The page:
Like You Know It All

BERNICE TANG
May 10, 2010
*Special to asia!

A film by Hong Sang-soo

Coming from a director known for his whimsical titles (“The Day a Pig Fell into the Well”, “The Virgin Stripped Bare by Her Bachelors”, “Woman is the Future of Man”), the appellation of Hong Sang-soo’s latest offering – (just) “Like You Know It All” – may seem a tad bland. Fortunately the film itself is anything but bland. Like the kimchi that the characters are often seen eating, the film is quietly spicy in its sprinklings of adultery and drunken debaucheries, and more interestingly – in a self-reflexive take – in its satirical portrayal of the world of cinephilia, i.e. Hong’s own world. The leading protagonist, Koo is, like Hong Sang-soo himself, a director of arthouse movies that not many people watch or understand. He is kind of famous, but not really. Still he is reputed enough to be invited to judge at local film festivals and give talks at the university, where faced with fawning fans (or really, just about anyone who wants to be able to say “I met a director!”), his ego gets its much-needed boost. As the film plods along, one gets the sense that the film is not just about Koo’s external world; it is also a voyage into his internal world of past disappointments, lost love and a haunting pathos surrounding his own sense of failure and loneliness. Nevertheless everything is delivered in good humour, and Koo, despite – or perhaps, because of – his bumbling ways, makes a loveable character.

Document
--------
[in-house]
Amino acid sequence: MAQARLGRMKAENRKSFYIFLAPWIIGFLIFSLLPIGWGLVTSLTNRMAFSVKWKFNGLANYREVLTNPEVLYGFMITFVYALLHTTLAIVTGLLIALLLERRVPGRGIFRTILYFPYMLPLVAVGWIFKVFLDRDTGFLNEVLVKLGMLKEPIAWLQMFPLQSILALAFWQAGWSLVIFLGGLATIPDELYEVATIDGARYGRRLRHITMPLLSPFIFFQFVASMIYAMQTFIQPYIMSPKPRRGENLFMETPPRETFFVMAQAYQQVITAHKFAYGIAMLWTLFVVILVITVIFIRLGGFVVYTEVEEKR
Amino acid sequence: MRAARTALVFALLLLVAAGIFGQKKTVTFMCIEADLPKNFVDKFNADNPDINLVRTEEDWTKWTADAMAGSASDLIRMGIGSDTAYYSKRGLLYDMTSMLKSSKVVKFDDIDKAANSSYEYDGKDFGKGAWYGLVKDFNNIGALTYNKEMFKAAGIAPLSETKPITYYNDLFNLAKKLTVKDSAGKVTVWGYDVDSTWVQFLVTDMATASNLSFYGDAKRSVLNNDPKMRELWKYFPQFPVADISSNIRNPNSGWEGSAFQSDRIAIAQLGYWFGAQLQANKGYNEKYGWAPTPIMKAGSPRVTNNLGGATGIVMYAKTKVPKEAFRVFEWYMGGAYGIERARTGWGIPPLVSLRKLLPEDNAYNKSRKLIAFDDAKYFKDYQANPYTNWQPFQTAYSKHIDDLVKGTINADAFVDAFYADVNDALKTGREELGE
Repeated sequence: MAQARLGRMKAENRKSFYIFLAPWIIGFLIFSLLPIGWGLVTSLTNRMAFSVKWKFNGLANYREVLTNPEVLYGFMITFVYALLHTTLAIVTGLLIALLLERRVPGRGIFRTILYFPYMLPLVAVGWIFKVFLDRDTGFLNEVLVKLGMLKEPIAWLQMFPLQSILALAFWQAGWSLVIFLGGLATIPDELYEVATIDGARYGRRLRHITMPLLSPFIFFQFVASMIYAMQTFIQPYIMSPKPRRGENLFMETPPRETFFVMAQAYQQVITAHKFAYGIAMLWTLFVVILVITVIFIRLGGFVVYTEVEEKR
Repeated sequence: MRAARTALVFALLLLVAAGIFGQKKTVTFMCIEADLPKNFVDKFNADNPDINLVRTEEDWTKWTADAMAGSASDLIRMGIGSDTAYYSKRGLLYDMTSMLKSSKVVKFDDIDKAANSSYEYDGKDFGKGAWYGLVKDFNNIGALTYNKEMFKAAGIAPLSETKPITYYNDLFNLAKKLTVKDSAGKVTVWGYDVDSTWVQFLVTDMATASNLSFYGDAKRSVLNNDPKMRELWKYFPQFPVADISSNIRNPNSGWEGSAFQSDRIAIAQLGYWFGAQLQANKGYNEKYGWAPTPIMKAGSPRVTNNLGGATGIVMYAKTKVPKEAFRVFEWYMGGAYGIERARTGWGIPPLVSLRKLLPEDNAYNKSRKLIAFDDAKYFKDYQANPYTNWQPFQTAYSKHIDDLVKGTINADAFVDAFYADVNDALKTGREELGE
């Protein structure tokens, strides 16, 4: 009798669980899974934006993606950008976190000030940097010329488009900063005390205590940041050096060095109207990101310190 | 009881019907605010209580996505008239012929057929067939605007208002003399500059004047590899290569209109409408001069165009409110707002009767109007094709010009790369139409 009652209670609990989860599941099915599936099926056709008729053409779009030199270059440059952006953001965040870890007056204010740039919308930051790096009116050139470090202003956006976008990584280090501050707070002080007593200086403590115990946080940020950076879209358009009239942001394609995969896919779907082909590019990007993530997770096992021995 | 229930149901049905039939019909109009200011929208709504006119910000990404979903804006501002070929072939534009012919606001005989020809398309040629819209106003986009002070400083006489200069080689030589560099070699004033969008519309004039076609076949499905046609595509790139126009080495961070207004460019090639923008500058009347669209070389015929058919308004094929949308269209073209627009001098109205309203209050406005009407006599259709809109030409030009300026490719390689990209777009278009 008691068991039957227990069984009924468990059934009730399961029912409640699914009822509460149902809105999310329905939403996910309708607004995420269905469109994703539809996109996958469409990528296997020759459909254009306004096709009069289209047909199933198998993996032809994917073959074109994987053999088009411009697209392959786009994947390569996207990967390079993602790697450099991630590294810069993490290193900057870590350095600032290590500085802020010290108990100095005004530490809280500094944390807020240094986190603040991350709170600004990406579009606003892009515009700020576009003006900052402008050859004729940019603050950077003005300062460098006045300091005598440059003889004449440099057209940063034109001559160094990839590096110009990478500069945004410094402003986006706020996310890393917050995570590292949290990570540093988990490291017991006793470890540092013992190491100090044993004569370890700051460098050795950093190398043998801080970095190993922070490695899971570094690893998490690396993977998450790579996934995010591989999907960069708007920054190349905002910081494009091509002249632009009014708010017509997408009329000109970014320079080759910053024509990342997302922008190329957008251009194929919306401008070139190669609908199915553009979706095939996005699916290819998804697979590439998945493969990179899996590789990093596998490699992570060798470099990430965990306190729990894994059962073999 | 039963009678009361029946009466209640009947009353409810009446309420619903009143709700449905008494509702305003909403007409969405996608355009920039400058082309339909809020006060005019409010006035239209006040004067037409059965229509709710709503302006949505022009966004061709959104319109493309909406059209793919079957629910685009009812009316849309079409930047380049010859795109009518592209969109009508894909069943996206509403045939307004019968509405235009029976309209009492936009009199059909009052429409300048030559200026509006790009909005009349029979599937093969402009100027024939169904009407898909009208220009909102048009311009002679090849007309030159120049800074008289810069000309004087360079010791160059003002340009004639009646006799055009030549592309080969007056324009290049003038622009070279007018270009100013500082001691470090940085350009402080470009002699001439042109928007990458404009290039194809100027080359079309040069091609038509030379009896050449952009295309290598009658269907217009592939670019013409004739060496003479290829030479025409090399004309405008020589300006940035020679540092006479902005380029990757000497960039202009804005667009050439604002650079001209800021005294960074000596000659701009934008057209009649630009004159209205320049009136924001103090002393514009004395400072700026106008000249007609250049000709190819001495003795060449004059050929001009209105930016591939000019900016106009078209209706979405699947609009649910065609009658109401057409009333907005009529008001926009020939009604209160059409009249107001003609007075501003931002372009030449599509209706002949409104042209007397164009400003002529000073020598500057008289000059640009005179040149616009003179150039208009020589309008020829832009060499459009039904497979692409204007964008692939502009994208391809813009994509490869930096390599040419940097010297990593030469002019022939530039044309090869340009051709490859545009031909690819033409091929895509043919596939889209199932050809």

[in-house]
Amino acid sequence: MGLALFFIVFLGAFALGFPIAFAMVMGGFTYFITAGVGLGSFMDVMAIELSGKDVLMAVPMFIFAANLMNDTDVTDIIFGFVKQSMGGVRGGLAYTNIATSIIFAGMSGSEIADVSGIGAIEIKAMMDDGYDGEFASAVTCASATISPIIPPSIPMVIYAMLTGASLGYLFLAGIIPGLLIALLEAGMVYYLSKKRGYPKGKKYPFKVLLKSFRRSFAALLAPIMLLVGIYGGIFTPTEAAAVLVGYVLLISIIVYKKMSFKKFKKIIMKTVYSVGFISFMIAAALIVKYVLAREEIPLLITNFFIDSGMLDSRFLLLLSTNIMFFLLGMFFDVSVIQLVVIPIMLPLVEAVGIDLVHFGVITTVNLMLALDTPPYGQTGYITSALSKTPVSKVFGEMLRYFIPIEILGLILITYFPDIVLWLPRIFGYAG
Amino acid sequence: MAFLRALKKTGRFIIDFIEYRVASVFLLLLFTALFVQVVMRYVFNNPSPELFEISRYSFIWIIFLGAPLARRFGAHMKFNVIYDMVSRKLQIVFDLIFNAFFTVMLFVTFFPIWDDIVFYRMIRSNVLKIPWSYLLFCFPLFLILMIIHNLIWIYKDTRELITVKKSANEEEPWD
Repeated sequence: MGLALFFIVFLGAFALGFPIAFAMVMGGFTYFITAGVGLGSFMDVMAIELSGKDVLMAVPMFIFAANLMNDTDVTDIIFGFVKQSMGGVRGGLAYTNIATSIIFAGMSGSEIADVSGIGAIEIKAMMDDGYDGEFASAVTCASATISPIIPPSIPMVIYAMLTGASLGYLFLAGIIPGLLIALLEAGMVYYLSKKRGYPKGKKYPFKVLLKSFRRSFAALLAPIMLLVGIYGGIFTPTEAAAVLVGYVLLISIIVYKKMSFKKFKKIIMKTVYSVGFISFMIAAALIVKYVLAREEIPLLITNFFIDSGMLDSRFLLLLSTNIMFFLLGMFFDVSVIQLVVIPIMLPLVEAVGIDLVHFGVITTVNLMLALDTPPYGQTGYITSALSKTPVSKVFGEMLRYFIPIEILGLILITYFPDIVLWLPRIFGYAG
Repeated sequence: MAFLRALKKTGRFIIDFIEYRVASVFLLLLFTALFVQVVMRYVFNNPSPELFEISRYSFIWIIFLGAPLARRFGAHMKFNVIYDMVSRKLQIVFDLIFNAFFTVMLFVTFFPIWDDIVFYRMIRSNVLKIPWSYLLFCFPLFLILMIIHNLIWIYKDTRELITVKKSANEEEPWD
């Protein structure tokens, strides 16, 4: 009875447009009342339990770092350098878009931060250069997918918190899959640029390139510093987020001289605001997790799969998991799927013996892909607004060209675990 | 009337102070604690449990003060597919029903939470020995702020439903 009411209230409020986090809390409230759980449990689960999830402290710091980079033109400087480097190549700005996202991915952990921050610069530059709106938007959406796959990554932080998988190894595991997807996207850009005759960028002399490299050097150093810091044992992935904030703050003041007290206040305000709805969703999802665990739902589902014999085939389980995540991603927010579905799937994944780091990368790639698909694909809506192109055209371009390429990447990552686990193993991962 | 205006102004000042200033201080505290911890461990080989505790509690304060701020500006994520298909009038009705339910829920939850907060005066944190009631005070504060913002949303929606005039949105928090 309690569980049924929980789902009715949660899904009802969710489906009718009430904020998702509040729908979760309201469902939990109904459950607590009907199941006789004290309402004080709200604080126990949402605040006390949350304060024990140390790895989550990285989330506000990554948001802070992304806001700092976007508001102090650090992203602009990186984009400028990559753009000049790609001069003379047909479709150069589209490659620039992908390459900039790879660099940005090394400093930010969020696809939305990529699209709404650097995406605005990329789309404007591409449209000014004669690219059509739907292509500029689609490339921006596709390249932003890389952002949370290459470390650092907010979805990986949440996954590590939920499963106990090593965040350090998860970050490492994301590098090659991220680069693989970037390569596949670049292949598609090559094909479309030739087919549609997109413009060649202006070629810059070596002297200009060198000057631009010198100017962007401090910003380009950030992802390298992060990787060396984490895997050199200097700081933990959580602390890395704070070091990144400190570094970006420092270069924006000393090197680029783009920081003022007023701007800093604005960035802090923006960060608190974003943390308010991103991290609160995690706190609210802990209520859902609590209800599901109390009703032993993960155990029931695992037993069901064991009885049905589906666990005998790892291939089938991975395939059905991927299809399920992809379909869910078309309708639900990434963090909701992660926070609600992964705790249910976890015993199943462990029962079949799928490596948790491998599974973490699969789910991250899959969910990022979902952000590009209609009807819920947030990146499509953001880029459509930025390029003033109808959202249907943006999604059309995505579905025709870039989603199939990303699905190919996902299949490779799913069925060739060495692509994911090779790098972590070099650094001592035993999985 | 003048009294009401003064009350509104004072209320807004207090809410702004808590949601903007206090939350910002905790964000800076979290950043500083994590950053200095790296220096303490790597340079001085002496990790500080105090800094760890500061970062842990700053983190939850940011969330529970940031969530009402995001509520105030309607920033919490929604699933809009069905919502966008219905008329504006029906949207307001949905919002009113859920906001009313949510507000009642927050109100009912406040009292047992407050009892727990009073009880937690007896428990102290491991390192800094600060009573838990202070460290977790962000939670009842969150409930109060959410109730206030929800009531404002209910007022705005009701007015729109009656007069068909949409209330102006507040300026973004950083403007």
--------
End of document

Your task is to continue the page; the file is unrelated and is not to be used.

More enigmatic is the film’s treatment of women. Here, the female sex seems to be indeed the weaker one, whether physically (in something horrific that we are told in the middle), psychologically (in their neurosis), or morally (they aggressively use sex to get their way, usually in their quest for older, powerful men). Still, the final joke is on the men themselves. As Koo finds himself in the arms of an old flame, who is now married to Koo’s ex-teacher, an aged famous painter, he jumps to declare his undying love in the most banal of platitudes that are far more comic than romantic (also because the audience recognises them from an earlier, symmetrical scene). The woman’s reaction is far worldlier: she admits she does not love him, but chose to embark on the affair out of boredom. She concedes that her husband is a much better man than Koo – and even, a better lover – and advises Koo to grow up and stop taking himself so seriously. I cannot agree more.

Highly recommended.

 

Like You Know It All or Jal aljido motamyunseo (2009)

Director: Hong Sang-soo

Cast: Tae-woo Kim, Hyun-jung Ko, Ji-won Uhm

Festivals: Cannes, Toronto, Vancouver, London

 

caddy lee

A former financial and business journalist, Bernice Tang's other areas of interest include China, literature and the arts.